'It's bad': Ford posts loss

By Bill Koenig From Shanghai Daily| Jan 26 2007
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FORD Motor Co's fourth-quarter loss widened to US$5.76 billion on a cut in North American output, pushing the 103-year-old US auto maker to its worst year ever, Bloomberg News reported.

The loss was US$3.05 a share, compared with US$74 million, or four US cents, a year earlier, Ford said yesterday in a statement. Excluding costs Ford considers one-time items, the loss was US$2.08 billion, or US$1.10 a share, higher than analysts' estimates. Ford, the second-largest US auto maker, said it expects its losses will narrow this year.

"We knew it was going to be bad," Pete Hastings, an analyst at Morgan Keegan & Co in Memphis, Tennessee, said before the results were released. "They told us it would be bad. It's bad."

Ford's full-year loss reached US$12.75 billion, exceeding the previous record of US$7.39 billion in 1992. Michigan-based Ford had net income of US$1.44 billion in 2005 and hasn't been profitable since the second quarter of that year amid falling sales of pickup trucks and sport-utility vehicles.

Analysts expected a quarterly loss of 95 US cents a share, excluding some costs, the average of 13 estimates compiled by Bloomberg.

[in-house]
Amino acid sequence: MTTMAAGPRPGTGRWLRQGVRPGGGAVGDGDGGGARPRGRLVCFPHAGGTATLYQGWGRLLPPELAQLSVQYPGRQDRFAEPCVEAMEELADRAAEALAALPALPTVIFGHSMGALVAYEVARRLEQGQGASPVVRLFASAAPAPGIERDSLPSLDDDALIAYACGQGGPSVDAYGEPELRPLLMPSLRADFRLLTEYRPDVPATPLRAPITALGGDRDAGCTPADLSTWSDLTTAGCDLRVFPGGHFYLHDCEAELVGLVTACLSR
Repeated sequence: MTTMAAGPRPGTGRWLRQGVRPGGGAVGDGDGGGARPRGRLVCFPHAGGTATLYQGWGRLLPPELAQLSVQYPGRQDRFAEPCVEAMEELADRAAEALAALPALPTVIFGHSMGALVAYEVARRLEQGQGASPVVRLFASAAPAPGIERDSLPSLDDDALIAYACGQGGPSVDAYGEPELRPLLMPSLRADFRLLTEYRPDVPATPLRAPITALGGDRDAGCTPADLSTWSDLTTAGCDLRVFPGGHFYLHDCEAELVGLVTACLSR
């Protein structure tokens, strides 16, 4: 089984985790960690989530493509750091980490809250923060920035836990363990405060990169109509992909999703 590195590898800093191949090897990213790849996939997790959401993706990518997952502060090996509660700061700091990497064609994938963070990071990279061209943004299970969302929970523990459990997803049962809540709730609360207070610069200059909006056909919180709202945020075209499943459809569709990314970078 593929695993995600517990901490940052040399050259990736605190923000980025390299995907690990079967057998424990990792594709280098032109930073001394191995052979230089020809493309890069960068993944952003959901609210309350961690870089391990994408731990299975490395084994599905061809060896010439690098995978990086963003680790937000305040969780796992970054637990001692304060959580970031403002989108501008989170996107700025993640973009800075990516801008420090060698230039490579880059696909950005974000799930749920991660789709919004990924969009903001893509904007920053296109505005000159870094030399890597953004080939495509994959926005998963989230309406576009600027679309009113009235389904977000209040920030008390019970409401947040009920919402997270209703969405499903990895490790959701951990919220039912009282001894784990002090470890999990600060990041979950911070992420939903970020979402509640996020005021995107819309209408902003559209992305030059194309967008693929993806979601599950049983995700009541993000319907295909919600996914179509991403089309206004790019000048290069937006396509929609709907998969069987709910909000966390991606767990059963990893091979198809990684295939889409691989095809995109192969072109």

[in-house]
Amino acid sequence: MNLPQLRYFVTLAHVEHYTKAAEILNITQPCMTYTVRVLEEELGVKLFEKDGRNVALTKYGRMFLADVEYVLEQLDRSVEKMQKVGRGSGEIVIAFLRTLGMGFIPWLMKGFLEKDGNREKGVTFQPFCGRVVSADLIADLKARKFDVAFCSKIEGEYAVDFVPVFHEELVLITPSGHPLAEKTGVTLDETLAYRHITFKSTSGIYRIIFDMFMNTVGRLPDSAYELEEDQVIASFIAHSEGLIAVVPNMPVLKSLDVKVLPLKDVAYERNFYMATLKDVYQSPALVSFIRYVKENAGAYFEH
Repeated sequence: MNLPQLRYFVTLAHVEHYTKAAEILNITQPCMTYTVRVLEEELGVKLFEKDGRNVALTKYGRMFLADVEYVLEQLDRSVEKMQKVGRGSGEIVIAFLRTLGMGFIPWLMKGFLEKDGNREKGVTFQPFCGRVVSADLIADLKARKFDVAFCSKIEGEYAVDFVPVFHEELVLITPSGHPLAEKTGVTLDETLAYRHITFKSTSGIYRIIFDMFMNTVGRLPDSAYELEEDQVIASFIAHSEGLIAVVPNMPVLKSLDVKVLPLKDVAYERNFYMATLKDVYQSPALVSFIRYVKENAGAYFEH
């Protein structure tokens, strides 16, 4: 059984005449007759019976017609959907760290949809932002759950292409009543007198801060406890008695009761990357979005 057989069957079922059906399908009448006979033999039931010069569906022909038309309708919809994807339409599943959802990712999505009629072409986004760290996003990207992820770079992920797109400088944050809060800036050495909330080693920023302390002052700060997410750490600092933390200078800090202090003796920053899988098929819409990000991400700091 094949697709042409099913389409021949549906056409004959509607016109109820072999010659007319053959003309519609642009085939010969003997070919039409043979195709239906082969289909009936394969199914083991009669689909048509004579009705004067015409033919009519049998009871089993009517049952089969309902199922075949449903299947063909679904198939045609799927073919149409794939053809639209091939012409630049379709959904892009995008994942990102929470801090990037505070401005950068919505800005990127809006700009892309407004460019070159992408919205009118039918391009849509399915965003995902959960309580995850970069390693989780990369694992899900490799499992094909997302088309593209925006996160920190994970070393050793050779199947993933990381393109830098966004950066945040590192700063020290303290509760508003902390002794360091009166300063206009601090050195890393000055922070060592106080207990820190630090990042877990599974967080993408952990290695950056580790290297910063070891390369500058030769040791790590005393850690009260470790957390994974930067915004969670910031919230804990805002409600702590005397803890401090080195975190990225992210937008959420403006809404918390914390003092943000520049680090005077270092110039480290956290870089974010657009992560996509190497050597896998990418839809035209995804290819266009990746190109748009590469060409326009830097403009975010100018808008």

Contributing to the loss was a 24 percent production cut in North America, Ford's biggest market. The company is building fewer autos in response to 11 consecutive years of declining US market share, most of it shed to Toyota Motor Corp. Lower output hurts profit because auto makers record revenue when they ship vehicles to dealers.

Shares of Ford fell 30 US cents to US$7.90 at 7:14am, before the start of regular New York Stock Exchange composite trading. The stock has declined 43 percent over the past five years.

Chief Executive Officer Alan Mulally, 61, a former Boeing Co executive recruited to Ford in September, wants to revive the company by shedding jobs and investing in new models.

"We fully recognize our business reality and are dealing with it," Mulally said in the statement.

Mulally also hopes to wean Ford from dependence on pickups and SUVs, which accounted for 62 percent of 2006 US sales. Full-year sales fell eight percent as higher gasoline prices damped demand for vehicles such as F-Series pickups and Explorer SUVs.

Ford said that one-time costs "are expected to be significantly lower than in 2006." The statement said Ford expects a lower loss this year but didn't provide an estimate.

Ford doesn't expect its North American operations, the main reason for losses, to be profitable until 2009. The auto maker borrowed US$23.4 billion last month to withstand a US$17 billion cash drain over the next three years.

Job-cutting efforts continued last quarter as the company finished completed buyout offers of as much as US$140,000 to all of its US factory workers. About 30,000 accepted in addition to 8,000 who agreed to buyouts earlier last year.

At the start of this year, Ford had about 83,000 employees represented by the United Auto Workers.

Ford said in mid-September it was accelerating job cuts and plant closings.
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